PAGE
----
Willie Bentley’s biography provides an outstanding example to children today of creativity, dedication and perseverance. The book also features wonderful sidebar notes for adults, teachers or older students to read to themselves for further information on Willie Bentley’s scientific work. A black-and-white photograph of Mr. Bentley is featured at the end of the book, along with 3 breathtaking samples of the photographs he took of snowflake crystals.
On top of all that, the book won the the Caldecott Medal in 1999 for its incredible illustrations.
Snowflake Bentley is an excellent choice for a read-aloud or to incorporate in a unit on biographies, weather or science.
Note: As a biography, the book does explain that Willie died at the age of 66 years old of pneumonia. If you are uncomfortable discussing the subject of death with your children or students, you can skip the last 2 pages.
Best Ages: 1st grade – 4th grade
- After reading the book together, explain the character trait of “perseverance.” How did Willie Bentley show perseverance? Is there a time in your life when you displayed perseverance that you can share with your child?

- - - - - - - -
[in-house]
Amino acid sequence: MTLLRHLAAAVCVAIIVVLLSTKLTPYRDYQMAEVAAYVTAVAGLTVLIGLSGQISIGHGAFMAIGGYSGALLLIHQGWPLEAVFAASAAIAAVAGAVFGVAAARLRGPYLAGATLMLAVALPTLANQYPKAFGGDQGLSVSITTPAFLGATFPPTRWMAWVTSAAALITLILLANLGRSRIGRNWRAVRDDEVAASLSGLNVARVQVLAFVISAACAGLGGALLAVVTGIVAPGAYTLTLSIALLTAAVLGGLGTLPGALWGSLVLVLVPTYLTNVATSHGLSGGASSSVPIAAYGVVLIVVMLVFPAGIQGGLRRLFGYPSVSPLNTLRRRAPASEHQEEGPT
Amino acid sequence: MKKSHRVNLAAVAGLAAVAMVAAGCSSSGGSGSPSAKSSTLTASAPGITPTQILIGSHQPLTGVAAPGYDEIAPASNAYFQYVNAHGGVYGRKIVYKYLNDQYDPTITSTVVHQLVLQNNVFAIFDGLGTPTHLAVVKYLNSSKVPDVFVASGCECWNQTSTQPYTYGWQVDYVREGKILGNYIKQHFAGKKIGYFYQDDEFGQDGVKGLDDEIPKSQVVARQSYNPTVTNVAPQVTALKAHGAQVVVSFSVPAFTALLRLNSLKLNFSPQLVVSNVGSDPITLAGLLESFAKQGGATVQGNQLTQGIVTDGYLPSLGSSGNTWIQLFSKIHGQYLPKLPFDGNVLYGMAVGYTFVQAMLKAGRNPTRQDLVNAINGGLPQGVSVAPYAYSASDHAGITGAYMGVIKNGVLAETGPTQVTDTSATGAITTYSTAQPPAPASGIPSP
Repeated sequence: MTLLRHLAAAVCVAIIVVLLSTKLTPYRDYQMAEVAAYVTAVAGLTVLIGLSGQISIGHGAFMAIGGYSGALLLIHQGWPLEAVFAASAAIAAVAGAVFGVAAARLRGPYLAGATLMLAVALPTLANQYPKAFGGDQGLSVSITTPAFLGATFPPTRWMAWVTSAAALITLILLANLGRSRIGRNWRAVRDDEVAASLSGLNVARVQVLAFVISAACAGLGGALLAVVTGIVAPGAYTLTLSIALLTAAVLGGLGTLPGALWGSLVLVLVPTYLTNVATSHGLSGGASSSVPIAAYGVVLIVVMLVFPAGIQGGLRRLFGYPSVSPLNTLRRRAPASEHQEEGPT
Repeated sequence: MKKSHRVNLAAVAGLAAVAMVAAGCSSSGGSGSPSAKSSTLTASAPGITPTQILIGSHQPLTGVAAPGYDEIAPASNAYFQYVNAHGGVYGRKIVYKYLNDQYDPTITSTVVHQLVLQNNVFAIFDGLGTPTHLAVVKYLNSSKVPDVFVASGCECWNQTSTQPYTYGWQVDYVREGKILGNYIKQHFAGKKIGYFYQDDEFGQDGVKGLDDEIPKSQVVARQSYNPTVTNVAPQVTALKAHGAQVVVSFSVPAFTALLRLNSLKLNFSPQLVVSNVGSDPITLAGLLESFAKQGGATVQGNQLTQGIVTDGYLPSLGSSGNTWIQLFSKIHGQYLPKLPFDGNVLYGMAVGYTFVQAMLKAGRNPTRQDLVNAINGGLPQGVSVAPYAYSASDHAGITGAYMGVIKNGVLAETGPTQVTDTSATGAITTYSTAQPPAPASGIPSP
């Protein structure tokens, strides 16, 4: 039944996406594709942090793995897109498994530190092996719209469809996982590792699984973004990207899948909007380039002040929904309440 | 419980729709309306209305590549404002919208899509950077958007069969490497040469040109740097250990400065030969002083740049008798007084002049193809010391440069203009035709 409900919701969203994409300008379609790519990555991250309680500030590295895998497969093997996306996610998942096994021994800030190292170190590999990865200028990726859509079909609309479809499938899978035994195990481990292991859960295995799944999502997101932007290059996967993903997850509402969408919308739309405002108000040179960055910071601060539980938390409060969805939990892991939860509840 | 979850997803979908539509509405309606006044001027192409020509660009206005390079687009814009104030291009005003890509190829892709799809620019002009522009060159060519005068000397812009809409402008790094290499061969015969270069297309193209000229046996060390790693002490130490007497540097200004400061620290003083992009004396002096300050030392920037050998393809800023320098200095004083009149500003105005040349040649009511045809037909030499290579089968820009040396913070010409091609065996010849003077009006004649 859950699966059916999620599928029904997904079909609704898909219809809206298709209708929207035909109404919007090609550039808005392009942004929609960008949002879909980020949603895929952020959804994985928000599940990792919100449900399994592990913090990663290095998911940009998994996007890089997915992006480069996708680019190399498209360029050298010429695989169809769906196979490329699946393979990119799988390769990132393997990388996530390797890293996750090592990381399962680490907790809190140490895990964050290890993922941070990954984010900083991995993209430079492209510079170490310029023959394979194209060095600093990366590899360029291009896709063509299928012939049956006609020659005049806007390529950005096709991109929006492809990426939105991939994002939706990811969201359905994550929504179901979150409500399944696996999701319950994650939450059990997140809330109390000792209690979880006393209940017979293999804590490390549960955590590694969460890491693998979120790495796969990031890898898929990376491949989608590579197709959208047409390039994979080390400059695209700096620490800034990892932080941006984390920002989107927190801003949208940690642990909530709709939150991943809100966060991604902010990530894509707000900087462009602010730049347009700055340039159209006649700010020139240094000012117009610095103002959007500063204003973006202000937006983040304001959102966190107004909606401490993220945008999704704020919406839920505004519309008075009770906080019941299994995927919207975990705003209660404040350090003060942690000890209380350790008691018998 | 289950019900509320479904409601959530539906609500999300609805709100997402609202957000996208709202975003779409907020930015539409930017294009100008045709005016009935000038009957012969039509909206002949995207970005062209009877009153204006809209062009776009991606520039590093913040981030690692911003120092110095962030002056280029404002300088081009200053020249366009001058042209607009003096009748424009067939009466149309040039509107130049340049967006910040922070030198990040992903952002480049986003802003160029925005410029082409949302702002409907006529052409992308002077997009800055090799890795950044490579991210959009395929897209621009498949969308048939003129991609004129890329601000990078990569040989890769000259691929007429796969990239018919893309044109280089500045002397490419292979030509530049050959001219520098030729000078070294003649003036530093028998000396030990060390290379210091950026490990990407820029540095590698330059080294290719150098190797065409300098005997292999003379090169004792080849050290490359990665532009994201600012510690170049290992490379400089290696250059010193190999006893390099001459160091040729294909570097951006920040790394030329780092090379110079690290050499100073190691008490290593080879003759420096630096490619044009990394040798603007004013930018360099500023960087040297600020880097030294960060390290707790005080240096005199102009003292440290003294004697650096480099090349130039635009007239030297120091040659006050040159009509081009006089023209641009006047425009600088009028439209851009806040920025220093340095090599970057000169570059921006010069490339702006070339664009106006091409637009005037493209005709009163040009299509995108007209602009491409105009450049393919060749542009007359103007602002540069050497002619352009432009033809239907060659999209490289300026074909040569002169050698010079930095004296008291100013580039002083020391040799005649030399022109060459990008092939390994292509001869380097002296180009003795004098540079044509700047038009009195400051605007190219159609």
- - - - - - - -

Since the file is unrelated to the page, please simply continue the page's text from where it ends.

- For younger children, make snowflakes out of folded coffee filters. Hang them up with clear fishing line in your child’s bedroom.
- After reading the book together, discuss the word “perseverance.” How did Willie Bentley show perseverance? How can you?
- For 1st and 2nd graders, make snowflakes out of folded coffee filters. Display on a bulletin board and point out to students that each one is different.
- For 3rd and 4th graders, post questions about the book around classroom. Number each question. Instruct students to number a page in their notebooks and walk around to look at each question – doesn’t have to be in order – and write down the answers. (If you’ve never tried this kind of movement in a review, divide your students into groups and set a time for 1 minute. Call out when it’s time to rotate.) Review answers to the questions as a class.
- For 3rd and 4th graders, create a timeline of Willie’s life. You may want students to refer to this Smithsonian webpage. Then ask students to illustrate the part of his life or scientific work they found most interesting.
- Show this PBS video on The Science of Snowflakes.